Yeah, my first answer was “One Card, the 8″.

Only two cards are *showing* numbers, the 3 and the 8. The two letter cards aren’t *showing* numbers, so they don’t need to be checked, no?

Or did the person asking the question really mean *The rule is: If the card has an even number on one face, the reverse face must have a vowel.*

Then, given four cards showing E, 3, 8, D, what is the minimum number of card that need to be turned over to verify that all four cards follow this rule? In this case the answer would be two.

Note: there’s no rule that non-even mumbers can’t have a vowel on the reverse. So:

E = Don’t care

3 = Don’t care

8 = Care, the other face **must** be a vowel

D = care, the other face must **not** be a vowel

Think about it, you could get the right answer (“TWO”) and still get the reasoning wrong (the wrong “E and 3″).

I hate these questions which use terms and/or phrasing that are ambiguous – thus giving you multiple ‘correct’ answers – ESPECIALLY when the questions are for logical puzzles .

This habit/trait/quality of reading multiple possible meanings of an imprecise question is the bane of people with Asperger Syndrome, borderline AS, and computer hackers.

See http://catb.org/jargon/html/speech-style.html

But “If not P, then not Q” and “If Q, then P” are not.

Replace the P’s and Q’s for the second statement and you get the first statement.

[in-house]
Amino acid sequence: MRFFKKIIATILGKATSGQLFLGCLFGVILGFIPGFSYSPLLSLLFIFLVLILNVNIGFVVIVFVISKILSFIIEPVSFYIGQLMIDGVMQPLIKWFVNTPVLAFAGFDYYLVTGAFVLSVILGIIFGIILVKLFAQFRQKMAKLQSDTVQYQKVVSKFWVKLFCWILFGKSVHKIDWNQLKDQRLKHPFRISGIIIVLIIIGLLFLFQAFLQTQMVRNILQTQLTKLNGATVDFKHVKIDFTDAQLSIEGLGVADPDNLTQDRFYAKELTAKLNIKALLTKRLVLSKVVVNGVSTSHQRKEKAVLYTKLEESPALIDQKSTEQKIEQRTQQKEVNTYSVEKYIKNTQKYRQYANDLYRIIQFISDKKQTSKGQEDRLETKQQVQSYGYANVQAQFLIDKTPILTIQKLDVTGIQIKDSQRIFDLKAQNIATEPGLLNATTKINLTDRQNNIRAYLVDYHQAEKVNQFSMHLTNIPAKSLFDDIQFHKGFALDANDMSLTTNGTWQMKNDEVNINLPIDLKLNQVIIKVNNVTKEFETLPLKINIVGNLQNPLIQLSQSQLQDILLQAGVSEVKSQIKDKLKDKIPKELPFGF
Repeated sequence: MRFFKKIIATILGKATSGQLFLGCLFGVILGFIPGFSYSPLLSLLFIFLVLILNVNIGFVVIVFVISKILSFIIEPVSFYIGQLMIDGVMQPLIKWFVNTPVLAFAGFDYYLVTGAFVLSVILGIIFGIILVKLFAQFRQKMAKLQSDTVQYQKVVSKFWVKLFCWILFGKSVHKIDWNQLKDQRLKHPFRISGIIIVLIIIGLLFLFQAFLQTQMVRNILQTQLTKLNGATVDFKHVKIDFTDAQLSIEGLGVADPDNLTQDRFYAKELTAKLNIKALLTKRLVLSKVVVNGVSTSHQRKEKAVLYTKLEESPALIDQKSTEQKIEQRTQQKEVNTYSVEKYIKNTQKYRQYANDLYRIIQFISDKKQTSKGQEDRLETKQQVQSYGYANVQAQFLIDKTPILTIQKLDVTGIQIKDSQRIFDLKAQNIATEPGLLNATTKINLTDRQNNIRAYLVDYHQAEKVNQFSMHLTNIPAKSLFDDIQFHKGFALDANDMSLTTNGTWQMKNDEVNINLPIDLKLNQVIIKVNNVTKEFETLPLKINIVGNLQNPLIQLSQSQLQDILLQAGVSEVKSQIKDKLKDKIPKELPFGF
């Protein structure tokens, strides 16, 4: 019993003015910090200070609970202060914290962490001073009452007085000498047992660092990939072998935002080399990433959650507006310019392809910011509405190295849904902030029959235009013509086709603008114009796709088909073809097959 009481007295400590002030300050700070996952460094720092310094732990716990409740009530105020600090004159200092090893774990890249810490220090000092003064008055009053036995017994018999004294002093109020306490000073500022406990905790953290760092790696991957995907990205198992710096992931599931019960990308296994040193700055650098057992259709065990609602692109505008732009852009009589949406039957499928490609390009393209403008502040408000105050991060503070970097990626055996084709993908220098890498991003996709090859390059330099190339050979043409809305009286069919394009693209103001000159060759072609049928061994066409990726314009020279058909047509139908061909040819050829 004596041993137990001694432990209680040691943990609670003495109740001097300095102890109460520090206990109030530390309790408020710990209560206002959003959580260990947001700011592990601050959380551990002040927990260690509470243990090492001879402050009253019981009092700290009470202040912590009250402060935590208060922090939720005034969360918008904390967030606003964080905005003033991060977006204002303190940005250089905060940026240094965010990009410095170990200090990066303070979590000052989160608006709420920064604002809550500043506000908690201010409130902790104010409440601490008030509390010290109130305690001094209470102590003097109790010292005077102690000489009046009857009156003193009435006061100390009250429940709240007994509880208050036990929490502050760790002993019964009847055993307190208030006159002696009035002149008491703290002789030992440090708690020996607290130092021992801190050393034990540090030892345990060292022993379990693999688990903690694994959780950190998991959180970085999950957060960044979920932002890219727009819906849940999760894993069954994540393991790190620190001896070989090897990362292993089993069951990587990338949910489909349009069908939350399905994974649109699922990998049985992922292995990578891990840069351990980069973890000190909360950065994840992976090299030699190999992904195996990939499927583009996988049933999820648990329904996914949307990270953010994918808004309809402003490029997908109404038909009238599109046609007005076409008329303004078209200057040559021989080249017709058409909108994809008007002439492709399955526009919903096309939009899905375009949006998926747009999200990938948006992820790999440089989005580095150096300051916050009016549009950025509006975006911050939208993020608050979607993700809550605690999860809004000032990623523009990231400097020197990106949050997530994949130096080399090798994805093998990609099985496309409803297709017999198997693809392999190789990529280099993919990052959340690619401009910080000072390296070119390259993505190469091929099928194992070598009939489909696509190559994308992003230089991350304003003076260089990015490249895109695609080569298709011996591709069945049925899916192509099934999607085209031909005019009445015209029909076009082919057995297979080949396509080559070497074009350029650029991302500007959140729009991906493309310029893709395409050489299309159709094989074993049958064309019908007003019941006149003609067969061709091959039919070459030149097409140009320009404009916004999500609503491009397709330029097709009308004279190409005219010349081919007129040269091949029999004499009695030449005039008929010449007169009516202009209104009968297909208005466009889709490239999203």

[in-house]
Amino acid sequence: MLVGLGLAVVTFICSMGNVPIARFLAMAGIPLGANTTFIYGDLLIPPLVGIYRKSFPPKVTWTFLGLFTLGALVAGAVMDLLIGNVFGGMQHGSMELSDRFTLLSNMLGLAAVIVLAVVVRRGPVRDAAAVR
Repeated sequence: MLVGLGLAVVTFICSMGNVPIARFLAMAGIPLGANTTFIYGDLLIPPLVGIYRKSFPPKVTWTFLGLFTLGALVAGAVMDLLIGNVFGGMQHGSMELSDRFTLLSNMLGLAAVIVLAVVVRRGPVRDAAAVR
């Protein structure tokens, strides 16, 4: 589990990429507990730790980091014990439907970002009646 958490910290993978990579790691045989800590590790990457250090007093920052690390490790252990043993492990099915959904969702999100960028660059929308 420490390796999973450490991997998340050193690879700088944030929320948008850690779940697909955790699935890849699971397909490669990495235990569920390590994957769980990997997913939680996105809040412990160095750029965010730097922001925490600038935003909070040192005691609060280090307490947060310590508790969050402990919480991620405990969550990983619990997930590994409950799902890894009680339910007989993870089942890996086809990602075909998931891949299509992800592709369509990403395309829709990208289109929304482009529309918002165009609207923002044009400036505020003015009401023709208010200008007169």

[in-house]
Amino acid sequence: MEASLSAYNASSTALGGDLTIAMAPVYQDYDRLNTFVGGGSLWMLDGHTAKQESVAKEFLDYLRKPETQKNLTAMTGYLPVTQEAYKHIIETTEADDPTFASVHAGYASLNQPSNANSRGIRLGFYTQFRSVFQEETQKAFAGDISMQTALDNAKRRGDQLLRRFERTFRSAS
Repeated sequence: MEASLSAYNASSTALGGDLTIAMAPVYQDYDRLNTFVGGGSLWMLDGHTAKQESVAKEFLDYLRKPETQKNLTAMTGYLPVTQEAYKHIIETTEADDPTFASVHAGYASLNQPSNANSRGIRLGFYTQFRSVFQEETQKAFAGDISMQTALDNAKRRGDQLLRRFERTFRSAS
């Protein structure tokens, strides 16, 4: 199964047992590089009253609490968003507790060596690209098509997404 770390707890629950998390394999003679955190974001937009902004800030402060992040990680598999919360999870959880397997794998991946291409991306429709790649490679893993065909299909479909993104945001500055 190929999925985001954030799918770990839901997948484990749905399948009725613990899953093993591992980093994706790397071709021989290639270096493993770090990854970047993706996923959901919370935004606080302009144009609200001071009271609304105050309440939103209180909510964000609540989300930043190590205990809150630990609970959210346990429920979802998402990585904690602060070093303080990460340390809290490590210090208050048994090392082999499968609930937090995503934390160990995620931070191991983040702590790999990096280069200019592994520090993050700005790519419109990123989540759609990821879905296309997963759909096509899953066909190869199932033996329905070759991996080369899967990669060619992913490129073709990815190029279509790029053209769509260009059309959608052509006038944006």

“If not P, then not Q” and “If Q, then P” (logical equivalents) becomes:

“If not Q, then not P” and “If P, then Q” (logical equivalents **and** your first statement).

This one was the least intuitive one from my Discrete Math class, until I used an everyday example: If it’s Thursday, then it’s payday. If it’s not payday, then it’s not Thursday.

]]>Similar to “Anyone named Debbie is a female” does not imply that all females are named Debbie.

]]>if the number showing is even, then the back must be a vowel

we assume that the backs of the cards, if seen, would follow the rule.

even(side)==>vowel(side)

if p then q.

p therefore q

not q therefore not p

this is the logic.

hence, not[vowel(side)]==>not[even(side)] or even(side)==>vowel(side)

both conclusions must hold. this is why you test D as well as 8.

it seems that you would want to test E, but that is incorrect for this “toy problem” since vowel(side) DOES NOT ==> even(side) and odd(side) DOES NOT ==> consonant(side)

the rule is lame however, since it refers only to what’s face up not to what’s potentially face up. this is important because otherwise, you’d have to check every card.

]]>Psychology often gets a bad rep, and one of the reasons is that its cool and applicable findings are often called by other names. ]]>

So, flip over 8. Make sure it has a vowel.

Flip over D. Make sure that the side is odd.

You don’t care about 3, because it isn’t even.

You don’t care about E, because an odd card could have a vowel or a consonant.

The two statements “if P, then Q” and “if not Q, not P” are logically equivalent.

But “If not P, then not Q” and “If Q, then P” are not.

]]>http://www.mrperezonlinemathtutor.com/A2/11_2_Prob_Comb_Perm.html

As math fans you maybe like it as well!

]]>If instead the rule said “if one side of the card is an even number, then the other side must be a vowel”, then how many cards do you need to check this time? *THREE* of them. That’s because, you see, there could be a “4” on the other side of that “3” and so it would be violating the rule. Any of those could be violating the rule, except the first one.